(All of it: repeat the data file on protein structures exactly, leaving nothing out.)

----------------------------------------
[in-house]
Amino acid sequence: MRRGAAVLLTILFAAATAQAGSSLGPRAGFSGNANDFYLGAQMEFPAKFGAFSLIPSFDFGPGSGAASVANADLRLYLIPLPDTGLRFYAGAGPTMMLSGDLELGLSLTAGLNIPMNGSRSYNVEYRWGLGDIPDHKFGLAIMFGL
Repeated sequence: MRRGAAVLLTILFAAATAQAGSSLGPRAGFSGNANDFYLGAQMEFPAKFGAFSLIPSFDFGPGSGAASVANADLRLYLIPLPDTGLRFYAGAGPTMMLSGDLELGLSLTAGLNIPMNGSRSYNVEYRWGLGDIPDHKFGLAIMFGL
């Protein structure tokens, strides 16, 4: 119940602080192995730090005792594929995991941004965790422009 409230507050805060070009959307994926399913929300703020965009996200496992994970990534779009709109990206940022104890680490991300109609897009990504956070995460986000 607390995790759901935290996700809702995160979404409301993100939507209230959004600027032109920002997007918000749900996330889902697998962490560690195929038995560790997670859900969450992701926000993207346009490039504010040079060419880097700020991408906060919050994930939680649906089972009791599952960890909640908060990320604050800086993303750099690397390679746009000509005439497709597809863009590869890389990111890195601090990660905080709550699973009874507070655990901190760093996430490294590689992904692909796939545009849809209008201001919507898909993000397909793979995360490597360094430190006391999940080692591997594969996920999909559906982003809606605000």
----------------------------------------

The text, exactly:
[in-house]
Amino acid sequence: MRRGAAVLLTILFAAATAQAGSSLGPRAGFSGNANDFYLGAQMEFPAKFGAFSLIPSFDFGPGSGAASVANADLRLYLIPLPDTGLRFYAGAGPTMMLSGDLELGLSLTAGLNIPMNGSRSYNVEYRWGLGDIPDHKFGLAIMFGL
Repeated sequence: MRRGAAVLLTILFAAATAQAGSSLGPRAGFSGNANDFYLGAQMEFPAKFGAFSLIPSFDFGPGSGAASVANADLRLYLIPLPDTGLRFYAGAGPTMMLSGDLELGLSLTAGLNIPMNGSRSYNVEYRWGLGDIPDHKFGLAIMFGL
């Protein structure tokens, strides 16, 4: 119940602080192995730090005792594929995991941004965790422009 409230507050805060070009959307994926399913929300703020965009996200496992994970990534779009709109990206940022104890680490991300109609897009990504956070995460986000 607390995790759901935290996700809702995160979404409301993100939507209230959004600027032109920002997007918000749900996330889902697998962490560690195929038995560790997670859900969450992701926000993207346009490039504010040079060419880097700020991408906060919050994930939680649906089972009791599952960890909640908060990320604050800086993303750099690397390679746009000509005439497709597809863009590869890389990111890195601090990660905080709550699973009874507070655990901190760093996430490294590689992904692909796939545009849809209008201001919507898909993000397909793979995360490597360094430190006391999940080692591997594969996920999909559906982003809606605000």